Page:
The son of slaves, William Edmondson did not begin to sculpt until 1931, when the Nashville hospital where he worked as an orderly closed. A deeply religious man, he obeyed what he experienced as a divine calling to carve tombstones. "I was out in the driveway with some old pieces of stone," he explained, "when I heard a voice telling me to pick up my tools and start to work on a tombstone. I looked up in the sky and right there in the noon daylight He hung a tombstone out for me to make." Gradually, Edmondson extended the scope of his work to include small animals and figures. Angel conveys the essence of his art in its directness and simplicity. The pitted limestone surface recalls the weathered faces of the early American and African American tombstones that were the source for many of his motifs.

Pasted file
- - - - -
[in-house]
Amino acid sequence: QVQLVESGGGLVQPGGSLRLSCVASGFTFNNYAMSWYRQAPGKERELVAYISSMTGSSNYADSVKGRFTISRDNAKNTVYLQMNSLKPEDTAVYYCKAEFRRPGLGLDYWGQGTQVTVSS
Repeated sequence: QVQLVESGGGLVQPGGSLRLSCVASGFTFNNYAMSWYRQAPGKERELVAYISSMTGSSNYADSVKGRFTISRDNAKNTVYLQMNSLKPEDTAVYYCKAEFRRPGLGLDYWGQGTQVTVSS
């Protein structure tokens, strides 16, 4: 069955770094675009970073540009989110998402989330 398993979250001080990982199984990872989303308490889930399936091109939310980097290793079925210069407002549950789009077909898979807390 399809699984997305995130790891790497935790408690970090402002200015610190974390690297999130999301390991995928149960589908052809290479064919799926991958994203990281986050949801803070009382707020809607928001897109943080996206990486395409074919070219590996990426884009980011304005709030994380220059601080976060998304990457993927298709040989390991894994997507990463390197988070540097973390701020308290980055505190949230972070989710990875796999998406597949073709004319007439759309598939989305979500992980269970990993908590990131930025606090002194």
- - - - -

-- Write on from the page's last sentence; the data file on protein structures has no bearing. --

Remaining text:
Blocky and simplifed figure of angel standing on a rectangular plinth with hands clasped in front of belly, wings attached to hooded cloak that falls to floor around body, surfaces roughly hewn and pocked.